Thompson v. State

Annotate this Case

482 N.E.2d 1372 (1985)

Larry THOMPSON, Appellant (Defendant below), v. STATE of Indiana, Appellee (Plaintiff below).

No. 2-1084A327.

Court of Appeals of Indiana, Second District.

October 1, 1985.

*1373 Linda M. Wagoner, Indianapolis, for appellant.

Linley E. Pearson, Atty. Gen., Cheryl L. Greiner, Deputy Atty. Gen., Indianapolis, for appellee.


Larry Thompson appeals his conviction for Public Indecency under Ind. Code Ann. § 35-45-4-1 (Burns Supp. 1984), a class A misdemeanor. Thompson challenges the court's finding the prohibited conduct occurred in a "public place" within the meaning of the statute.[1]

We affirm.

On April 10, 1984, Officer Michael Horn entered the Southside Adult Museum at 3510 Madison Avenue, Marion County, Indiana. The officer testified adult magazines and other paraphernalia for purchase were located in the front section of the store. Several movie-viewing booths lined the north and south sides of the building. Each booth, approximately two and one-half feet by four and one-half feet in size, contained a coin machine and a small wooden bench. Each booth had a wooden door which was hinged approximately two feet above the floor and which could be locked from the inside with a hook-and-eye lock. A "private" sign hung on each of the doors. The booth was dimly lit by the projector light when a movie was being viewed within the booth. There were no windows in the booths. A black, opaque curtain, which hung from the ceiling to the floor of the premises, obstructed a view of the booths from the patrons in the front area of the store.

In addition to the foregoing evidence, the parties stipulated the facts set forth in the affidavit for probable cause, which described the act committed by Thompson, and observed by Officer Horn, within the confines of the booth Officer Horn occupied. The affidavit, in relevant part, states: "LARRY A. THOMPSON ... EXPOSED GENITALS TO THIS OFFICER [HORN] BY PLACING HIS PENIS *1374 THROUGH A GLORY HOLE[[2]] INTO MY BOOTH." Record at viii. The parties agreed the sole issue for the fact finder's determination at trial was whether the described conduct occurred in a "public place."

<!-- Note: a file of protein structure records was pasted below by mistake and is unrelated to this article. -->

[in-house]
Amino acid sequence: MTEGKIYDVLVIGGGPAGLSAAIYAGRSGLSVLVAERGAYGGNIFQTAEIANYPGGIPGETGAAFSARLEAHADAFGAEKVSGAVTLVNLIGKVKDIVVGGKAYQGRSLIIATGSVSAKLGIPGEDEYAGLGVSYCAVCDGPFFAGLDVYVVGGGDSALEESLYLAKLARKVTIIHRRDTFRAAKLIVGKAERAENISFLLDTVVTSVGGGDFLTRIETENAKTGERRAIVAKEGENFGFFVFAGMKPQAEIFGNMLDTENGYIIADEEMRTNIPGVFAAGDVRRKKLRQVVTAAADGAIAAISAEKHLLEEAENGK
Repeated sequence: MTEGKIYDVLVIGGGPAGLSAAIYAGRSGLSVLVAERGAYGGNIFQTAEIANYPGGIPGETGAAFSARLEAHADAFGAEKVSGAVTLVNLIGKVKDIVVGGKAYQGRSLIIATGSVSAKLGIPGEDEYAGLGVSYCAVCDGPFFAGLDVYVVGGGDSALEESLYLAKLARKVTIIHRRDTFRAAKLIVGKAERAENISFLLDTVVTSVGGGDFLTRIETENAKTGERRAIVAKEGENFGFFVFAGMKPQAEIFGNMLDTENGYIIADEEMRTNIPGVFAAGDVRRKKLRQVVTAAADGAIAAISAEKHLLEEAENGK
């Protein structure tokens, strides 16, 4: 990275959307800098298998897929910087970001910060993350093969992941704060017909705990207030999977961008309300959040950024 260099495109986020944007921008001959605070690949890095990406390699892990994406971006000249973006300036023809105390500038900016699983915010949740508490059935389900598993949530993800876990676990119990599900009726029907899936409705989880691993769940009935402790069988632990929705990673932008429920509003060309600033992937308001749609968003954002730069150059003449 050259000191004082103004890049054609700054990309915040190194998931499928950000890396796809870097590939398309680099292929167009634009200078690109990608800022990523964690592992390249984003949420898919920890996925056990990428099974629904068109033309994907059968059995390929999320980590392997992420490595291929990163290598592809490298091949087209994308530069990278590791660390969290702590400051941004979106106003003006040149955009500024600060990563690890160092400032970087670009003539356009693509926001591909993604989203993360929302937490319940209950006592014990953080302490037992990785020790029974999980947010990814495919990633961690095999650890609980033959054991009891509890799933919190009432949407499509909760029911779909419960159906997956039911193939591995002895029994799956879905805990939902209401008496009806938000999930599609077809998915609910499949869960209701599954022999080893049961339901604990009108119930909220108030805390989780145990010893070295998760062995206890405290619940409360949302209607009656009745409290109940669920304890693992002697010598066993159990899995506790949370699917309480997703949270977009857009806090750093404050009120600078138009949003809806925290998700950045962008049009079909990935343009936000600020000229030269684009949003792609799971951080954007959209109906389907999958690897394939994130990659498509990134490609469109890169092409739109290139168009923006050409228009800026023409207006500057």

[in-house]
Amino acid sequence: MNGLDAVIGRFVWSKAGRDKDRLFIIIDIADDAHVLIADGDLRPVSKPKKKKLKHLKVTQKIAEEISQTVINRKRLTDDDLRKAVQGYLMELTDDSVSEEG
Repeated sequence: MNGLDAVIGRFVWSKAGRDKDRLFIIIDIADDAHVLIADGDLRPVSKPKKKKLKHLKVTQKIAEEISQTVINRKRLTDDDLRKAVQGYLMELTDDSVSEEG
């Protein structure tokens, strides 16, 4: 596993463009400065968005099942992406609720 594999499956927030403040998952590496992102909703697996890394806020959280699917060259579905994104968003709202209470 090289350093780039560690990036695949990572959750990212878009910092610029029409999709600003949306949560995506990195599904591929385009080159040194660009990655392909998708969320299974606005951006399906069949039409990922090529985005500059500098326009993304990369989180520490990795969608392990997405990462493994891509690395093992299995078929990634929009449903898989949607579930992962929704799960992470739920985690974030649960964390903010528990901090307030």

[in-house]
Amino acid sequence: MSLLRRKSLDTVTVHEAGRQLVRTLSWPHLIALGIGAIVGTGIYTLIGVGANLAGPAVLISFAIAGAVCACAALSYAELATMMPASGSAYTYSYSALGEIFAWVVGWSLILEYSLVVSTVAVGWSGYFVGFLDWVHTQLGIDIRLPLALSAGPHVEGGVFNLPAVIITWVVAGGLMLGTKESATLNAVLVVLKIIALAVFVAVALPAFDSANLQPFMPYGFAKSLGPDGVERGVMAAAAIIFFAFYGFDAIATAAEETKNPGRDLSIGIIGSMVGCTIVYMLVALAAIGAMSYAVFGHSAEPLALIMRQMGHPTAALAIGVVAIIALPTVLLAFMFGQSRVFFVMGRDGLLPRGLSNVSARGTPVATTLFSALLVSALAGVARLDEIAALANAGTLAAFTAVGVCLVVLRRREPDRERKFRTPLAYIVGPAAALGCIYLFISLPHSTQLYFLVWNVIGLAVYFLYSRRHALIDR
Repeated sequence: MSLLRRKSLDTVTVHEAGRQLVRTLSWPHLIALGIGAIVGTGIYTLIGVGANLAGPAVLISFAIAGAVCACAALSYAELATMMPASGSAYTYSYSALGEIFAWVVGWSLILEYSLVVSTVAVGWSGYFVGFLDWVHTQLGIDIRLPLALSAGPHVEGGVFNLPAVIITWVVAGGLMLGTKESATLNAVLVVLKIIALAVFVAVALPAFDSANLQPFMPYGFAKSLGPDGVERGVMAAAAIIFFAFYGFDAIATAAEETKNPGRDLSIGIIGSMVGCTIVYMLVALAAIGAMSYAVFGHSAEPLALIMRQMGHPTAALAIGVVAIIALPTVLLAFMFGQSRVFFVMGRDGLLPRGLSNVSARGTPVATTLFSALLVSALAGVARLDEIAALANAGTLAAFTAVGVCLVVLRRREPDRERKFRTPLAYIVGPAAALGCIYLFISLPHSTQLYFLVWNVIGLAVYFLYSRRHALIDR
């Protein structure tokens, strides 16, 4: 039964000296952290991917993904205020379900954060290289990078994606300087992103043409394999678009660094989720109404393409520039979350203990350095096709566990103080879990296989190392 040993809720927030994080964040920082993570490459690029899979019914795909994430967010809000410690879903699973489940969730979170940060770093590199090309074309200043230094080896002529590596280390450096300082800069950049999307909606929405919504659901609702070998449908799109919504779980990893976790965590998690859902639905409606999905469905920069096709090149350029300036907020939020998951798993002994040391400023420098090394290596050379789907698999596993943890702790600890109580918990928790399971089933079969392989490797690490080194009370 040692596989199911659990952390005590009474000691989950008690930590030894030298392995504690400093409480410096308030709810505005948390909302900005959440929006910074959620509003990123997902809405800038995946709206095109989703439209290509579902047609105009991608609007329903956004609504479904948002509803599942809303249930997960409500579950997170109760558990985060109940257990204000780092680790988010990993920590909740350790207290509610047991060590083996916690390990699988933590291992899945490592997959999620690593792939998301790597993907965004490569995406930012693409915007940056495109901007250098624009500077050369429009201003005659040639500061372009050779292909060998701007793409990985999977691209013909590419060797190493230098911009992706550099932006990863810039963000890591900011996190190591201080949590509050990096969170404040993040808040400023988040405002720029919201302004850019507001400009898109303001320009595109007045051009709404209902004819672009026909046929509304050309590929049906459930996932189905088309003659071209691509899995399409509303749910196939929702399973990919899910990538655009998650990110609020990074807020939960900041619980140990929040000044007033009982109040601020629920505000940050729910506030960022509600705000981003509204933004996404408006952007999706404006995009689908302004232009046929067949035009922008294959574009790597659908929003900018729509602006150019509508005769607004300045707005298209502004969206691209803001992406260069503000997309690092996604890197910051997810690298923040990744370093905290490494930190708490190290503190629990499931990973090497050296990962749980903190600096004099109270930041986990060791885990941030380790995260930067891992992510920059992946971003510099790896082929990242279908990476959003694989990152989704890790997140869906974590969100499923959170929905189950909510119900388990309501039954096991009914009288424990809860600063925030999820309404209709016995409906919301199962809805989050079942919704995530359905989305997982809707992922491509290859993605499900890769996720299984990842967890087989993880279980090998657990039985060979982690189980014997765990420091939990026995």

The relevant section of the public indecency statute under which Thompson was charged[3] and convicted provides:

"(a) A person who knowingly or intentionally, in a public place: ... (3) appears in a state of nudity; commits public indecency, a class A misdemeanor. (b) `Nudity' means the showing of the human male or female genitals, pubic area, or buttocks with less than a fully opaque covering[.]"

Ind. Code § 35-45-4-1 (emphasis added). Thus, an essential element of the offense which the State must prove beyond a reasonable doubt is that the indecent exposure occurred in a public place.

In this case, Thompson challenges the sufficiency of the evidence supporting the trial court's finding that the charged act occurred in a public place. In support of his argument Thompson cites Lasko v. State, 409 N.E.2d 1124 (Ind. App. 1980). There, defendant Lasko escorted a vice squad officer from the massage parlor reception area into a separate and locked room where, after both parties disrobed, Lasko massaged the officer and fondled his genitals. This court reversed Lasko's conviction for public indecency concluding the described conduct did not occur in a "public place" within the meaning of the public indecency statute. In reaching its conclusion, the court reviewed the definitions of "public place" employed by our supreme court in State v. Baysinger, 272 Ind. 236, 397 N.E.2d 580 (1979).[4] Quoting from Baysinger, the Lasko court stated,

"`Webster defines "public" as "open to common and general use, participation, or enjoyment" of the public. It has been held that the term "public place" as used in statutes pertaining to gambling includes any place which for the time being is made public by the assemblage of people who go there with or without invitation and without restraint. Roberts v. State, 1908, 4 Ga. App. 207, 60 S.E. 1082, 1085. ... . "`From a consideration of the terms "accessible", "public", and "public place", as defined hereinabove, together with the purpose of the Act, we have concluded that the phrase "in any place accessible to the public" as used in § 10-2330, supra, means any place where the public is invited and are [sic] free to go upon special or implied invitation a place available to all or a certain segment of the public.' 272 Ind. at 240-241, 397 N.E.2d at 583."

409 N.E.2d at 1127-28.

The Lasko court considered the facts in light of these definitions and determined the separate room where the acts were committed did not constitute a "public place". The court explained: